There are many reasons for the resistance to teaching LGBT literature in the classroom. Most of them are not on the basis of homophobia.

They do however range from the outright homophobic to the ignorant, and to legitimate concern for their career safety. NSCS reported only 22% of students exposed to queer-inclusive curriculum. A 2013 study published by the NCTE claimed that most teachers are actually supportive and hold positive LGBT views, but many of these same teachers are unwilling to take action by incorporating LGBT literature or advocate for policy and curriculum change. The following points are taken from Amanda Haertling Thein’s 2011 study, and was conducted by asking a variety of teachers and teacher candidates, of different ages and geographical locations, but of homogenous class, sexual orientation, and race, from different grade levels why they would or would not introduce LGBT literature into the classroom.

The following arguments are those made by the persons unwilling to integrate LGBT literature:

1. “It’s not my job.”

These teachers put the onus on somebody else, claiming that this responsibility is up to politicians whose duty it is to further civil rights and promote social change.
Other reasons under this umbrella argument was that school and sex should not mix. Here, the teachers equate LGBT issues with the act of sexual intercourse. This is an argument mainly out of ignorance, rather than valid rationalization.

2. “I would, but others will protest.”

Founded on a variety of reasons from the political, the religious and the outright homophobic, (most of) these concerns have a stronger argumentative foundation. The United States is a long divided, heavily populated and multicultural country, with religious, political, and moral views all over their respective spectrum’s. Canada as well is a very multi-cultural, religious country with a relatively large population. Thus, friction will inevitably rise when people take controversial action. Some teachers stated that, regarding parents’ political views, some view that teaching “morality” should not be the concern of public schools, but rather the parents’ duty. Another, more relevant and specific example is the Ontario PC government rescinding the updated sex-ed curriculum, which heavily inadvertently discourages certain LGBT literature from being discussed in the classroom. Another study concluded that 31% of unwilling teachers were worried about parent backlash, and 4% stated integrating it conflicted with their values. Religious orthodoxy is prevalent in the United States, and to a lesser extent in Canada as well. Backlash from these groups can be strong and frightening, especially when governments are committed to upholding religious freedom and are at the mercy of the public. A study in Minnesota concluded that those who reported being very religious were strongly or very strongly opposed to LGBT literature integration.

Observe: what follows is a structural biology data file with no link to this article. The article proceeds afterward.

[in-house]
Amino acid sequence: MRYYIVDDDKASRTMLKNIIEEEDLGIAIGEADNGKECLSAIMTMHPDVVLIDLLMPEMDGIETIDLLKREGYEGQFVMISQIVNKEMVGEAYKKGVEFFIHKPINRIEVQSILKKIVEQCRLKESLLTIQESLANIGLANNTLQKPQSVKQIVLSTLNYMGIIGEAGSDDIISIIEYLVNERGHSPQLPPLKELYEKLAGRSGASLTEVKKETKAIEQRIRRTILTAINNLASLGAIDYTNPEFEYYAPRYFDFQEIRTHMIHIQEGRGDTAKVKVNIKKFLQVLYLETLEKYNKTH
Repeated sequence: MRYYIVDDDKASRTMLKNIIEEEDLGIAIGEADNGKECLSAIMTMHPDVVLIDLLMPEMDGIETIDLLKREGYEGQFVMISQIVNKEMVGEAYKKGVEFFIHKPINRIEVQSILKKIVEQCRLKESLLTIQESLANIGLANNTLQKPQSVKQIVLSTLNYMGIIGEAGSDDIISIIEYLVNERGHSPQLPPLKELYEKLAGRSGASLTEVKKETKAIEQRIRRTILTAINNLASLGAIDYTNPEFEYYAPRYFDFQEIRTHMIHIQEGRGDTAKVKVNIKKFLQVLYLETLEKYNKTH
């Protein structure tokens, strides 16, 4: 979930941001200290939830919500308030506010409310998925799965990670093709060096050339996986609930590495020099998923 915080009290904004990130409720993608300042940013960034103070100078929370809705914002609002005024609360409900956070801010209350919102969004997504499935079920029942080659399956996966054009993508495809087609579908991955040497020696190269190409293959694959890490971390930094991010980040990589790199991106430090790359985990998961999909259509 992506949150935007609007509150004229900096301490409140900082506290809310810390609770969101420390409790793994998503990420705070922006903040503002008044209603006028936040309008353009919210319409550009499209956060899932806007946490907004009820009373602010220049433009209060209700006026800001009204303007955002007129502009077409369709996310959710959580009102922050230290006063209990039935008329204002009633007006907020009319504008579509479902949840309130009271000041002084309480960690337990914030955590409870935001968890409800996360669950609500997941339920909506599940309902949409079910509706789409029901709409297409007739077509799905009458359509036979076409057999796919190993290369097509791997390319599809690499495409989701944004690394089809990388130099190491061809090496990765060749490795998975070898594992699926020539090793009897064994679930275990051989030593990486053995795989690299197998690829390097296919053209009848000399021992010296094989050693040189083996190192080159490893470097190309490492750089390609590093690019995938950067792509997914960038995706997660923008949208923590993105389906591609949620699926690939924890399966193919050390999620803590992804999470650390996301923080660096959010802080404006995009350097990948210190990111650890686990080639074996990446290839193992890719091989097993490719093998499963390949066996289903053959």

Homophobia, although severely decreased in the general public’s view in the last fifteen years, is still subtly perpetuated with the use of certain derogatory slurs, albeit without a homophobic intention. Due to young students’ immaturity and lack of social & world perspective, would react inappropriately or homophobically to LGBT texts. Although many people hold positive LGBT views, the voices that are the loudest are often the most passionate, such as the religiously orthodox and the political. Therefore, although teachers do have the general public on their side, depending on geographical area, LGBT support fluctuates, and opposition can be very intimidating and frustrating.

3. “It is threatening to my career.”

Prior to the legalization of same-sex marriage in the United States, this argument was much more valid, as public schools had legislation on their side (or, depending how liberal they were, against them). However, one grade five teacher justified her inability to teach the literature because her school prohibited any talk of sex, homosexual or heterosexual.

4. “I would, but it would cause more harm than good.”

Teachers felt that the discussing of LGBT issues could evoke bullying by either drawing attention to LGBT students, or cause bullying to straight students who use derogatory slurs without homophobic motivation or have nuanced opinions. In other words, a social justice vigilantism arises, or resentment towards LGBT students from homophobic students who feel the other’s sexuality is being forced upon them. Another concern is that students may not be able to see past the sexual references if taught too explicitly, making students uncomfortable and unable to grasp a deeper and fuller understanding of the text.

5. “I would, but I don’t know how.”

Some stated they do not feel they are suited to teach such issues due to their heterosexuality, ignorance of LGBT literature and issues. Approximately 54% of teachers would feel more comfortable teaching the literature if they were given guidance. Furthermore, being unaware of how to incorporate it into the curriculum without offending somebody or facing repercussions, from the public, parents, staff or employer. One teacher worried especially of this concern, due to teachers now being so easily reprimanded.

The Talk of the Town Reflections on the art of teaching
Spotlight Selected stories from the archive
Quotations Deep thoughts and inspiration

"Radicals expand the political imagination and, hopefully, prevent incrementalism from becoming a virtue."

— Ta-Nehisi Coates, The Atlantic (2016)